Tuesday, April 13, 2010
The "lazies who lunch" find a secret garden
A "lazies lunch"? Sounds like a good plan for a bunch of hard working journalists and media types! We were told by chief lazy, Allison Macdonald, to meet at The Birdcage in Saxonwold, recently voted one of the top ten al fresco eateries in Joburg. I was early, as I was stressed that I would not be able to find the place. One hour to be precise, and I was starving, with a neck as stiff as a board. It wasn't so hard to find in the end, just off Cotswold Road and a block from Zoo Lake. The parking was a bit of a bind, but what a delightful spot ... a secret garden change from our usual Ocean Basket, fast-lane lunches.
The Birdcage lived up to its name - there were several attractive wicker and wire bird cages (sans canaries) dotted around the garden. It was a little gem of a hideaway tucked under tall trees and adjoining nearby boutique hotel the Villa d'Este, with its five-star spa. I love places like that, especially at the weekend, when all you want is to retreat from the traffic's roar, find yourself a newspaper and settle down with a lovely glass of Belgian hot chocolate while you wait for all the other "lazies", who clearly were not as lazy as me, to arrive. My sunglassed fellow lunchers were working on their laptops, feeding their children or just gossiping quietly with friends in the sun.
It had been a very tense week in South African politics. I was afflicted with our usual bipolar outlook, and was very down and depressed (the Saturday Star did not help with its sensationalist story of Eugene Terreblanche's murder accused. Although it did get an unwilling and disbelieving laugh out of me).
So the hot chocolate blocks which I stirred with my spoon to make decadent mocha swirls at the bottom of a tall glass of hot foamy milk eased both my hunger and my mood. Yum, yum! And the setting was so pretty, a feast for the eyes. Inside was a small, simple space with a tiny fountain and three big jars of fresh-cut, pretty-as-can-be pink roses at one end. A crystal chandelier gave a touch of luxury, with an array of tarts, cooked chicken, salmon tarts, pies, salads, asparagus dotted with bacon bits, breads, and baba ganoush dotted with slivered almonds on a generous buffet table. Guests filled the tiny space at regular intervals, each holding a plate, and proprietor Lara Meter patiently explained to all of them what every dish was, before their plates were weighed. I smiled at two little girls who wandered over to stare at me with big dark eyes.
A big table had been booked for us in the courtyard so I went outside after my hot chocolate and sat in the dappled shade. The "lazies" started to arrive at around 1'ish. First was Allison, in whose name the table was booked. She had spoken to our waitress Cleopatra (no, that was her name) or was it Patty? It was hard to get confused, especially as the afternoon wore on. Allison was looking relaxed and expressed pleasure at her choice of venue. Then Nia, Lesley and Andrea arrived, and we started to order drinks and wonder about lunch. Jane was in Paris, lucky woman that she was, working on a film, so no Jane.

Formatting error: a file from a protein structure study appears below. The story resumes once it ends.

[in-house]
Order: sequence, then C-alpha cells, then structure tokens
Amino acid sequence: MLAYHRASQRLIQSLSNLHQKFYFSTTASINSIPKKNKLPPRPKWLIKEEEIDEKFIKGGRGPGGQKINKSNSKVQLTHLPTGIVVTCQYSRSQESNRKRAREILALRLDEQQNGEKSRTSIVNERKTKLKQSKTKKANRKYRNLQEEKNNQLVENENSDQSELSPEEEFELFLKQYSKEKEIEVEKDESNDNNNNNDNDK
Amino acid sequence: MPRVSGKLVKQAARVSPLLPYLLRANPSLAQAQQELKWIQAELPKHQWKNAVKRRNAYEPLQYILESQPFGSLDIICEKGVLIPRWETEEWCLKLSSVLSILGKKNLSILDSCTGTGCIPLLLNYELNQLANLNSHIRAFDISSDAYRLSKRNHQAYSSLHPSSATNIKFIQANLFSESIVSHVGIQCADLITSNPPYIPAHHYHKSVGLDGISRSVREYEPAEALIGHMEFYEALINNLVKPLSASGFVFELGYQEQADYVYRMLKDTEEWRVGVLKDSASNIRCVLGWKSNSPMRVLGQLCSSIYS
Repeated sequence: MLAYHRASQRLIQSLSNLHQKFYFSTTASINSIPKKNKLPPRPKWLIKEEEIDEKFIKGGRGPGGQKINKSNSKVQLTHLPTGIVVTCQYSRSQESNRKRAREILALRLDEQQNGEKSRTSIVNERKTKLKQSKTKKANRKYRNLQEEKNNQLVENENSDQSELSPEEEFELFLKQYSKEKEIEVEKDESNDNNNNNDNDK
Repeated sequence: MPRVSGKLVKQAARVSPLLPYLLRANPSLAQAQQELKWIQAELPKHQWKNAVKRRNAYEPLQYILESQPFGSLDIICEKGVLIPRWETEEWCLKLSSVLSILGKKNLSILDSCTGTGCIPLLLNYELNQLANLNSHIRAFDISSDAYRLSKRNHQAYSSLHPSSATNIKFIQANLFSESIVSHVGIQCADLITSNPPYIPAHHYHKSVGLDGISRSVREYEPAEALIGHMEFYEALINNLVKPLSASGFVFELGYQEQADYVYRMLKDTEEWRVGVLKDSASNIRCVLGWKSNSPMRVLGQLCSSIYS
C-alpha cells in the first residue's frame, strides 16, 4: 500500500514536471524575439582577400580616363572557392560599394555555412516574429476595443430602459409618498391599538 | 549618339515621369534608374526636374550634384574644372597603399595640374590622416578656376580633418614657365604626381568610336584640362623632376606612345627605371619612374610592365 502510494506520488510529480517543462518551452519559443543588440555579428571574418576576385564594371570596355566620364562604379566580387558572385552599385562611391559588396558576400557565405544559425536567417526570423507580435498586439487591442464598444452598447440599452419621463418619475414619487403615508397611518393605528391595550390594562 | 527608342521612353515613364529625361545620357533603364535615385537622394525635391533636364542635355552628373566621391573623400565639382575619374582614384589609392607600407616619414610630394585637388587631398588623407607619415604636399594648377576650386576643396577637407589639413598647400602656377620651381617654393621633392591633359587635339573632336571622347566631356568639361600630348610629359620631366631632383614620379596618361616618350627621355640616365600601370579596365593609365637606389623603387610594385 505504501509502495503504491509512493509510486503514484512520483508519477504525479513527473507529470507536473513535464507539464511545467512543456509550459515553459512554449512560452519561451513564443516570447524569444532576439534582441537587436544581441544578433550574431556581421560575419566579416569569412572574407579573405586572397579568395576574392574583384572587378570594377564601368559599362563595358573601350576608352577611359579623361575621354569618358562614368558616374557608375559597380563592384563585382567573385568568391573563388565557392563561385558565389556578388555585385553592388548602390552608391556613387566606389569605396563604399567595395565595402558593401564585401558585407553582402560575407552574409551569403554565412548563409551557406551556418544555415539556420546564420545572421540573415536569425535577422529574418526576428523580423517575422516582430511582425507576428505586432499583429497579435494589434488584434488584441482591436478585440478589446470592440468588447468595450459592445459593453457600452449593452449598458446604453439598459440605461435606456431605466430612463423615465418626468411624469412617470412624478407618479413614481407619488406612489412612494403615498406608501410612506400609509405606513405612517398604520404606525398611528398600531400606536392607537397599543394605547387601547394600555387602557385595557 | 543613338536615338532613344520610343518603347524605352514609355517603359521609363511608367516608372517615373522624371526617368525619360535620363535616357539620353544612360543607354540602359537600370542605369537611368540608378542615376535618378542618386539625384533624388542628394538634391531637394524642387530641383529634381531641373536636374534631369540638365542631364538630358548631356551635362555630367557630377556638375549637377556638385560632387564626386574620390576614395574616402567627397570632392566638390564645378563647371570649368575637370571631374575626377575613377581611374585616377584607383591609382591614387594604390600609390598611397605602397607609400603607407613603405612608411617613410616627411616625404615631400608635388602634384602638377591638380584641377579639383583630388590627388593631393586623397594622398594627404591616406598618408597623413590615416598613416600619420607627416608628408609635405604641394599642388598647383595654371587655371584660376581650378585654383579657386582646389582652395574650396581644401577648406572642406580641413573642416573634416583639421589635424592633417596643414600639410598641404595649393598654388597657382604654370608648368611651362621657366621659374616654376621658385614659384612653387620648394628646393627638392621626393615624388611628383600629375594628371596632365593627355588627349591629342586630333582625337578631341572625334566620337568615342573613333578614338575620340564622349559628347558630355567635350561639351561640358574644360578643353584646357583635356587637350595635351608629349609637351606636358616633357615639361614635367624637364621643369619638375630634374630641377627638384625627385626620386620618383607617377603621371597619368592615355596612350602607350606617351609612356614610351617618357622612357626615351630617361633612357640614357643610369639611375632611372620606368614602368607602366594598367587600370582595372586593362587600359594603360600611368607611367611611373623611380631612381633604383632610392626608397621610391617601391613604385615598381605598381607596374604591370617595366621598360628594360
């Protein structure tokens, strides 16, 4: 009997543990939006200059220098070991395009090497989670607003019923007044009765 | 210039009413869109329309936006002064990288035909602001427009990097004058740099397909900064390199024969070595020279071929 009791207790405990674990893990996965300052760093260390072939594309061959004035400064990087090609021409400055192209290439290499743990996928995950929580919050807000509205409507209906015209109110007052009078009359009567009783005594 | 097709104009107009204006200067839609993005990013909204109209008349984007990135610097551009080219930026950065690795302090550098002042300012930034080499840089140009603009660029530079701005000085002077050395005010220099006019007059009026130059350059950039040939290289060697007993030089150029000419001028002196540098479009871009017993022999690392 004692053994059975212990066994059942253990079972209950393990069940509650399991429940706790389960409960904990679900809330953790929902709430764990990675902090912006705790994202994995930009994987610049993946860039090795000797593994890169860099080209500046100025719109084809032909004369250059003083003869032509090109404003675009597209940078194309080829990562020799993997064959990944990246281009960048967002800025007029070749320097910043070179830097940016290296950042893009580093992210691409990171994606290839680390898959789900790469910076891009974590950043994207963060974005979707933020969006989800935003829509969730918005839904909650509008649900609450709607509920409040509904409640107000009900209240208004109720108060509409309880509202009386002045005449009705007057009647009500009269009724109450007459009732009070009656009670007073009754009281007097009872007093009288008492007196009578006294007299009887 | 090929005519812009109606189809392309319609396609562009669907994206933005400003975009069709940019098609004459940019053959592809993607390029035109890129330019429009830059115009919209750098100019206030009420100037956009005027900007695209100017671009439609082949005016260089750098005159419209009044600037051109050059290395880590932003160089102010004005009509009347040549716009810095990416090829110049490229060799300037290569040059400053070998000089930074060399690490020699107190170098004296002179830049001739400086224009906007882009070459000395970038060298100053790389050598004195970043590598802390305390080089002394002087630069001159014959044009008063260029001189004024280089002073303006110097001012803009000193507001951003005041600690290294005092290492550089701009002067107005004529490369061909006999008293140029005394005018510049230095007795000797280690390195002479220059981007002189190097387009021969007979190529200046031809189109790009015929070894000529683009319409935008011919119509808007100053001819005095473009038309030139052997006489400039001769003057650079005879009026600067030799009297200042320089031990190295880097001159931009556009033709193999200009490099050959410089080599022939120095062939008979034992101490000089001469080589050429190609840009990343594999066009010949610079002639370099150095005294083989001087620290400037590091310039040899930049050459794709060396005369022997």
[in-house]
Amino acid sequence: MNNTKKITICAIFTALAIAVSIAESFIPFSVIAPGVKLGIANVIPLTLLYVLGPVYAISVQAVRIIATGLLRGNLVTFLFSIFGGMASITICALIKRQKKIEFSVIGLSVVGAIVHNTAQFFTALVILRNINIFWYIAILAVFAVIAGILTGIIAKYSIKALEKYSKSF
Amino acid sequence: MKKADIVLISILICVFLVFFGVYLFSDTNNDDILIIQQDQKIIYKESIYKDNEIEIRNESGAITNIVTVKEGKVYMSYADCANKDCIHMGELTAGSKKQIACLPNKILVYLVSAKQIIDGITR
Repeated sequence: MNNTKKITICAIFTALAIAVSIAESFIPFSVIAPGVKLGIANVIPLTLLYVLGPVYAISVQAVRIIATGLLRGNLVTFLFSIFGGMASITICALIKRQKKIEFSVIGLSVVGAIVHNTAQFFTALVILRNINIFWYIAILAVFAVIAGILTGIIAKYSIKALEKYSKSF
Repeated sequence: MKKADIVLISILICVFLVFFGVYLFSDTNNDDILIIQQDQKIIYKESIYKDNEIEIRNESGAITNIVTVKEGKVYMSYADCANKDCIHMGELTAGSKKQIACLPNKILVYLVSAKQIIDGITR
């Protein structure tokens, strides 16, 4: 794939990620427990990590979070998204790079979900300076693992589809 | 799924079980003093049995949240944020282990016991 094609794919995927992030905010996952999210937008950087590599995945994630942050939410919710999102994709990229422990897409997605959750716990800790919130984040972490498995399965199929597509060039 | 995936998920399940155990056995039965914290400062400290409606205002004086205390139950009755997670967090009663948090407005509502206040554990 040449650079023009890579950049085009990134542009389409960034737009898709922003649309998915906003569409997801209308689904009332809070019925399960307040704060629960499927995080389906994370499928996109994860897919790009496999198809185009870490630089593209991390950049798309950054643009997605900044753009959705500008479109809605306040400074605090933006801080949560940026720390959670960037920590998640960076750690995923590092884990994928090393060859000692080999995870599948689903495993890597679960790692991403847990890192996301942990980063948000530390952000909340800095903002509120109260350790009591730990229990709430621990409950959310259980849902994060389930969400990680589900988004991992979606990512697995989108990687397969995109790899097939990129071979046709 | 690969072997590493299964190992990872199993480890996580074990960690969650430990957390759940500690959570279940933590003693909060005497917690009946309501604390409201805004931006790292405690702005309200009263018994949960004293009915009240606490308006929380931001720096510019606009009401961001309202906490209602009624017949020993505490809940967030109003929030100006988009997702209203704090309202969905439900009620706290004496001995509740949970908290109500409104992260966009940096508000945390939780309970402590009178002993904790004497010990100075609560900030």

It was one of those spots that, although the space seemed tiny, you always bump into someone that you know. Brandon McLeod from Newsclip suddenly appeared with his friend Roan from ModelCo and we invited him to join us as a fellow "lazy". Brandon and Roan ordered some Waterford Rose and settled down at the other end of the table. I have a soft voice and found it hard to speak to them so moved down to their end. By the time our table was in full swing and getting loud and happy. Our fellow lunchers gave us indulgent looks from time to time as our laughter burst forth under the trees.
"There's a hole in this bottle!" Brandon told Cleopatra, who grinned and went to get him another one. He held up his glass to the light, revealing the tiniest hint of pink in the wine. The cut glass jar with the ice was doing the rounds, and I put some into my wine.
Then Helen arrived. She was late because her daughter Layla was turning nine and had a birthday party later in the afternoon. We all had to admire pictures of 9-year-old Layla, looking beautiful and "schmodelish" in her mother's garden.
We went inside for lunch and loaded up our plates with the goodies on the table, using the funky salad servers (one printed and one dotted, in red). It was so good that I could not speak to anyone for at least ten minutes. But afterwards the conversation flowed, naturally touching on the events of the week. The setting, glorious food and afternoon sun somehow diluted some of the horrors that had passed and helped ease the wounds.
The smokers retired around the corner for their fix, and en route to the loo I went to see the gardens of the Villa d'Este, which were immaculately clipped and topiaried. Each space was more delightful than the next. Why had I never discovered this place before?
After pudding for some, tiny puffed up chocolate souffles oozing over ramekin dishes which everyone dipped their spoons into for just one taste, our bills arrived individually, a coil of paper in a rose-pink, Moroccan water glass set at each place. The lazies only started to leave at around 5pm, when Cleopatra, Patty and their fellow workers had to pack up for the night. It was hard to put an end to what had turned out to be a very fruitful and lazy day.
The Birdcage beckons with a date for a future long lazy lunch!